I have been involved in economic development initiatives for 30 years. In the mid 1980s, I served as Statewide President for the NJ Association of Women Business Owners. In the mid 1990s, I was a founding member of the public/private partnership, Prosperity New Jersey and I Chaired the NJ Delegation for the White House Conference on Small Business. As a member of the board and then the executive committee with the New Jersey Chamber of Commerce, I helped start their Platform for Progress and played a role in convening the “2020 Vision for New Jersey” government/business retreat for Governor Corzine. 

GSW: You have been helping businesses obtain growth financing for a long time. How did you get started? Are you a venture capitalist? How did you get started? Do you have advice for women entrepreneurs who might be interested in obtaining growth financing?

I’ve become a HUB for my strategic planning clients. We bring in IT firms, accountants, attorneys, researchers, internet marketers, etc. Often our clients reach the point where they need an infusion of capital to continue to grow, so I got to know several venture capitalists, private investors, angel funds, and the EDA. I didn’t realize I would need to become an intermediary. In the mid 1990s, successful executives would quietly approach me following my speeches to ask me to watch for investment opportunities for them. And business owners who were dissatisfied with the deals they were offered by traditional banks and venture capital firms asked me to look for alternative financing. The number of business cards on each side increased and my role as a matchmaker slowly developed. A group of 13 investors had pooled their money and offered to pay me a fee for screening potential deals for them. They have valued my capacity to evaluate the resilience of service oriented businesses that can’t readily attract non-asset based lending.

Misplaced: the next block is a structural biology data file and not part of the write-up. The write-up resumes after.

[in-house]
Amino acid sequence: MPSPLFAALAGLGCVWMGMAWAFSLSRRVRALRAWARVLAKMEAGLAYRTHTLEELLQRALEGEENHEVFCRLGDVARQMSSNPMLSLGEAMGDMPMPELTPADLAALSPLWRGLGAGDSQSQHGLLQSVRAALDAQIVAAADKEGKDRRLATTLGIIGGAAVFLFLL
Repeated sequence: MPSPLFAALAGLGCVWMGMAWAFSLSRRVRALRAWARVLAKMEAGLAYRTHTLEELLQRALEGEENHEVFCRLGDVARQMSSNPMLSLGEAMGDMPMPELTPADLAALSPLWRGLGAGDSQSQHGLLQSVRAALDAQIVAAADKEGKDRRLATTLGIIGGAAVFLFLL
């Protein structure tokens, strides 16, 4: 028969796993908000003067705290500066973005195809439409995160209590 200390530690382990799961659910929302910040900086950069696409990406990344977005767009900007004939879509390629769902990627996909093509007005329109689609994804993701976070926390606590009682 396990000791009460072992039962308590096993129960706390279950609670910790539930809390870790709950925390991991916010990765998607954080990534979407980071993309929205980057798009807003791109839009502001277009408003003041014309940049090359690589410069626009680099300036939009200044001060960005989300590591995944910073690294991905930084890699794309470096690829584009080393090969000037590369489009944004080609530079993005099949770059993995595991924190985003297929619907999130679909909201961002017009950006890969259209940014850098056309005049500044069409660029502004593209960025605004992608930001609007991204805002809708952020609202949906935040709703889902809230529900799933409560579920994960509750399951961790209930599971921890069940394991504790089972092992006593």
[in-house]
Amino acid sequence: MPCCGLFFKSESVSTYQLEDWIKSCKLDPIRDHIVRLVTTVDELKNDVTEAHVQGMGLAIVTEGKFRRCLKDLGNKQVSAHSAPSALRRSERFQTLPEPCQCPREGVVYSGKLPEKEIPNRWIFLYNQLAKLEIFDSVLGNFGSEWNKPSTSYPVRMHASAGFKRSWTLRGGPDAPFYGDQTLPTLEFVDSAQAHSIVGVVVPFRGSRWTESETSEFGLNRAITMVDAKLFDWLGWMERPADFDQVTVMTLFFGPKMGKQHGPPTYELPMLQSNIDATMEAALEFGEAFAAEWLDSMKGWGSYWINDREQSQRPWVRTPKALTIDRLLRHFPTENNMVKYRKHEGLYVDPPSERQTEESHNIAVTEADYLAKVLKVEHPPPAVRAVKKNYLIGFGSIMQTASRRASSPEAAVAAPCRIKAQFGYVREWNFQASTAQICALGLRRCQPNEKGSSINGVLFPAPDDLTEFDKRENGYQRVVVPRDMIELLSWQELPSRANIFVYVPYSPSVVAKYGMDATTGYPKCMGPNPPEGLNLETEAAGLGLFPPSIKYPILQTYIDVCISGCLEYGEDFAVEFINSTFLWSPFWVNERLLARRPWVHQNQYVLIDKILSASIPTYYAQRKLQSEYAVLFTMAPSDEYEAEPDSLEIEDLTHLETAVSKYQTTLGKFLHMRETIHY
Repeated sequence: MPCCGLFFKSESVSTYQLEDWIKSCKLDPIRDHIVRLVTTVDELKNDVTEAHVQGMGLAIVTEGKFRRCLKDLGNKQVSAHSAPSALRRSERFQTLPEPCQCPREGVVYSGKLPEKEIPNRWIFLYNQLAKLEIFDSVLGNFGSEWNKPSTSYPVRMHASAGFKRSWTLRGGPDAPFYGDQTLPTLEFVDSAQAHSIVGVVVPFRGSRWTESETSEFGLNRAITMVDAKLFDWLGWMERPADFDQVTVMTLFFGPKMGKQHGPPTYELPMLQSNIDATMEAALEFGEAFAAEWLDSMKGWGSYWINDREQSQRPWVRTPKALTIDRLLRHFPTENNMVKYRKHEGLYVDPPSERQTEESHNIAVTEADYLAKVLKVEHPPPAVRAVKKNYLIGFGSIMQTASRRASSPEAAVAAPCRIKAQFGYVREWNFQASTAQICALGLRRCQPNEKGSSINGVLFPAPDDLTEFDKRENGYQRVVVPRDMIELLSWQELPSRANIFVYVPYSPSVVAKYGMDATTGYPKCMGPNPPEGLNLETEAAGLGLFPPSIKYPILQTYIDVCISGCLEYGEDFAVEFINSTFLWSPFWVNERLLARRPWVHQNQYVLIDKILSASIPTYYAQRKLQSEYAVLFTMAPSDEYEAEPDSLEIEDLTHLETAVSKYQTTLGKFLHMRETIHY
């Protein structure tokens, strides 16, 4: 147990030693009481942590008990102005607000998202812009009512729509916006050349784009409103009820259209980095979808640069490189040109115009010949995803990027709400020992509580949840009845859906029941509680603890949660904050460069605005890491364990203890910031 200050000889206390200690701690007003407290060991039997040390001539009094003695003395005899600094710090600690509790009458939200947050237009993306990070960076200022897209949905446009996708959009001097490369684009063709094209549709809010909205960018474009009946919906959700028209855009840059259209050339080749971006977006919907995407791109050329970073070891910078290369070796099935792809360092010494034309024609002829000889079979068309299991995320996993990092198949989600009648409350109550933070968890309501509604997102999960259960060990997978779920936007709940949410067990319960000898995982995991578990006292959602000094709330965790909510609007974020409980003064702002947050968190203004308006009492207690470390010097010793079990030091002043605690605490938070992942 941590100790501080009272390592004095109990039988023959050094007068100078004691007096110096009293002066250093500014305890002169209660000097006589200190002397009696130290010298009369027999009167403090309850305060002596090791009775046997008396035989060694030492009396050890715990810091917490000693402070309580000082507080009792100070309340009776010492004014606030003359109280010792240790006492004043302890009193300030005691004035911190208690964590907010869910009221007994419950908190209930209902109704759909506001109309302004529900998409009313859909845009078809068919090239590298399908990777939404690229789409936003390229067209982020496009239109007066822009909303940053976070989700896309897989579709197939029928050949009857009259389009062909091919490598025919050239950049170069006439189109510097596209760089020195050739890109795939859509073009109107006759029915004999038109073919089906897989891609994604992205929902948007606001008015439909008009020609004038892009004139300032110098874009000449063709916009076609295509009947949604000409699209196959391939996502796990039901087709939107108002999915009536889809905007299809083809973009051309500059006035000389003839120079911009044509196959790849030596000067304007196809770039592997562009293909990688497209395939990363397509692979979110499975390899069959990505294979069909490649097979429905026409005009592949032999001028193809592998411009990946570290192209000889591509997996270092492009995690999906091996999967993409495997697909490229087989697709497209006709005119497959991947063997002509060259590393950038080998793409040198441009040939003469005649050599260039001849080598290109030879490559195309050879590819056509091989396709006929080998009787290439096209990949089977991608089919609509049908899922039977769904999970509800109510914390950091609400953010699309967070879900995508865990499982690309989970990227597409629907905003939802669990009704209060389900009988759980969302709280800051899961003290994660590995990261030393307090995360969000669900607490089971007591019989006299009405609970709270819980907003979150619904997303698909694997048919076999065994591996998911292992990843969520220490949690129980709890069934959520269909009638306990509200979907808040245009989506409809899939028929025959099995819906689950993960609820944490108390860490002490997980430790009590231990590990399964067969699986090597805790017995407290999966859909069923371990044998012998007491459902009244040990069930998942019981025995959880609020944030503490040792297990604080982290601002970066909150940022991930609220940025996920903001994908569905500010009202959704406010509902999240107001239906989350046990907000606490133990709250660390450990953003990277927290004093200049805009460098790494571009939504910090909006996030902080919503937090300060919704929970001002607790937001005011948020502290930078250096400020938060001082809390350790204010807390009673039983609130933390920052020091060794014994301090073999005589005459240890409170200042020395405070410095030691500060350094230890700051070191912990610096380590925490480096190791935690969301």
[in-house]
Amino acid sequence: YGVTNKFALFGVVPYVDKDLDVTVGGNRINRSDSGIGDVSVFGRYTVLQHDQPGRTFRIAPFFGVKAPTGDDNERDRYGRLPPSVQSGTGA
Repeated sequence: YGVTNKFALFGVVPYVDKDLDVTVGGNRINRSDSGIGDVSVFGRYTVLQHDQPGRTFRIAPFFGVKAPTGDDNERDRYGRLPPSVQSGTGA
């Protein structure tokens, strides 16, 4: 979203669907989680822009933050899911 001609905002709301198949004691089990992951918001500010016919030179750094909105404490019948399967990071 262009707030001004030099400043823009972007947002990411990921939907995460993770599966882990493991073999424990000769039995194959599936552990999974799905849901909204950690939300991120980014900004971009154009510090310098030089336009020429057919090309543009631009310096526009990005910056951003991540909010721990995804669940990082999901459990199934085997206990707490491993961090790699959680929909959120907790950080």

It’s true that less than 5% of venture capital/private investment/angel money goes to woman owned businesses. However, in my experience, it’s not because the investors judge the woman owned businesses more harshly than their male counterparts. Only 1 of every 25 applicants is a woman, so the acceptance rate is the same for women. Plus, women tend to request much smaller amounts, which raises doubts in the minds of prospective investor(s).


GSW: Besides all your strong professional work how do you spend time smelling the roses? What are your interests? What are you passionate about?